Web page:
My thoughts went back to visiting Alexander – a highlight for us city kids – our only holiday that my parents, with a large growing family, could afford in the post-war 1950s. Our arrival in a Ford Prefect car was an occasion for great excitement. The farm track descended from the crest of a knoll down to the farmhouse in the distance.

With a laugh, I recalled that my anxious mother would, without fail, hysterically advise my father to avoid the road down to the farm coal mine, as plunging down into the mine workings would result in dire consequences for all! As the car bumped along the uneven track, figures would emerge from the farmhouse in the distance as soon as the sound of the car was heard – aided by the blaring of the hooter.

Led by Fanie, cousins would suddenly emerge from the front gate, running wildly to meet us, arms flailing, shouting repeatedly – ‘It’s Aunty Kotie’ – it’s Aunty Kotie’. As the car ground to a halt in front of the gate, the kids would be joined by my Oupa and very large Ouma, my Aunt Hannie, the African servants and a cohort of growling and snapping dogs. Bloody hell, they were vicious! We could never work out if the bared teeth were signs of overt affection or a desire to rip us to shreds! The dogs would be driven off whilst Aunt Hannie would shout to someone to call my uncle, Oom Thys who was always somewhere else on the farm. There would be tears from my mother as she hugged and kissed all and sundry. Aunt Hannie would affectionately greet us all with a few epithets and benevolent profanities – she was the only aunt that I had that could swear like a trooper without missing a beat!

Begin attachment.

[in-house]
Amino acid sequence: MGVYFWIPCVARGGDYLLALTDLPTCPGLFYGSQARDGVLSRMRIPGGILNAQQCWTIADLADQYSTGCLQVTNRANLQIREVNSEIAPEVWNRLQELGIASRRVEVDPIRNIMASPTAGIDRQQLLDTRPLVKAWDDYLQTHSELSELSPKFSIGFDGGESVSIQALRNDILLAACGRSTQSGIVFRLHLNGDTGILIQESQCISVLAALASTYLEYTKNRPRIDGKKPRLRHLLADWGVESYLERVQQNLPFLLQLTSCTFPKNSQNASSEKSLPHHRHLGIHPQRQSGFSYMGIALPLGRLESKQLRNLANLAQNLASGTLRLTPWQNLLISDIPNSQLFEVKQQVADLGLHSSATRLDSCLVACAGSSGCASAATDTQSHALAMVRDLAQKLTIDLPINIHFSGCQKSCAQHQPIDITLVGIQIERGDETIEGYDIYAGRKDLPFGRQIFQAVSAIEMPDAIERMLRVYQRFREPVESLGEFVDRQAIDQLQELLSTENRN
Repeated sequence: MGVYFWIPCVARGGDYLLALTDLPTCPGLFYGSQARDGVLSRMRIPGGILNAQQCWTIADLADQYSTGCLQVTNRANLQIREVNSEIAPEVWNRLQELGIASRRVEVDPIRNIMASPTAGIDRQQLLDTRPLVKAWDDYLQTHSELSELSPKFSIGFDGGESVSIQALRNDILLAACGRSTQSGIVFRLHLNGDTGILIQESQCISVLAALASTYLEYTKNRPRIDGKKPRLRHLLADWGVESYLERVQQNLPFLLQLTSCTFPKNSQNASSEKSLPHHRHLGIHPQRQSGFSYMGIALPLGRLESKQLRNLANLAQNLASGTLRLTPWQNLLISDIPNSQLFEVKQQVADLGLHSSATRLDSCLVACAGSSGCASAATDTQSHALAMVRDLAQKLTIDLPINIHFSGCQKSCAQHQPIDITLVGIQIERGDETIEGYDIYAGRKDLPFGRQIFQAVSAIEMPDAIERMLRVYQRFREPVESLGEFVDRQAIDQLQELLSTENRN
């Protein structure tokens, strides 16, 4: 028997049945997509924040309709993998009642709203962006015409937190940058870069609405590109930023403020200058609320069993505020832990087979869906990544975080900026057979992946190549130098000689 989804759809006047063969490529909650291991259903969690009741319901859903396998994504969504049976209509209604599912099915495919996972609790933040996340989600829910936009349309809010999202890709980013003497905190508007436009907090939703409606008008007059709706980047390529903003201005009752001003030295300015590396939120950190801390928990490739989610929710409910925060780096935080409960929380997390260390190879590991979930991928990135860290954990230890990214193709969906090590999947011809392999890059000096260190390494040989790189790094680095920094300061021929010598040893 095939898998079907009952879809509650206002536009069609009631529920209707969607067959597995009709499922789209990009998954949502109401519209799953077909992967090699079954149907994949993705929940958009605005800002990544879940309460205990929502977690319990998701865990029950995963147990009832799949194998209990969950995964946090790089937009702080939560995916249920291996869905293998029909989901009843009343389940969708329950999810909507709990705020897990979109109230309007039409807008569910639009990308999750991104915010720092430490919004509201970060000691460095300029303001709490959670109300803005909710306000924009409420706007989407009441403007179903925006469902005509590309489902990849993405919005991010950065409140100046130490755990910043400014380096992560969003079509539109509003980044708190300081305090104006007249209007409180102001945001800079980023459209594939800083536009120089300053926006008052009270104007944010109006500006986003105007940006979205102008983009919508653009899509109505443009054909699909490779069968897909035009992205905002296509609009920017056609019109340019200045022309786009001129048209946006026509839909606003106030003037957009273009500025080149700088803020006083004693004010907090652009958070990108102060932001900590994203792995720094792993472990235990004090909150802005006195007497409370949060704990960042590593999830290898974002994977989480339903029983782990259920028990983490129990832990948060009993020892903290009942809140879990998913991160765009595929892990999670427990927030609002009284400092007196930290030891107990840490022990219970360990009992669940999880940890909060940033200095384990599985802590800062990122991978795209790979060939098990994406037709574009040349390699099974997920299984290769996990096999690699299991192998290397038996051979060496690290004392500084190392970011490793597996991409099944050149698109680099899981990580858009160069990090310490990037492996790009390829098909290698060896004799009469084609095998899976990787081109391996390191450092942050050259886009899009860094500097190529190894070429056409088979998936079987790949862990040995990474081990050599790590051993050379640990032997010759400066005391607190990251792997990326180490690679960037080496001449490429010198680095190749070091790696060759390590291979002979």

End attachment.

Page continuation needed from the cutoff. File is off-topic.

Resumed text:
But Fanie was always there to lead us into adventure and high-risk activity!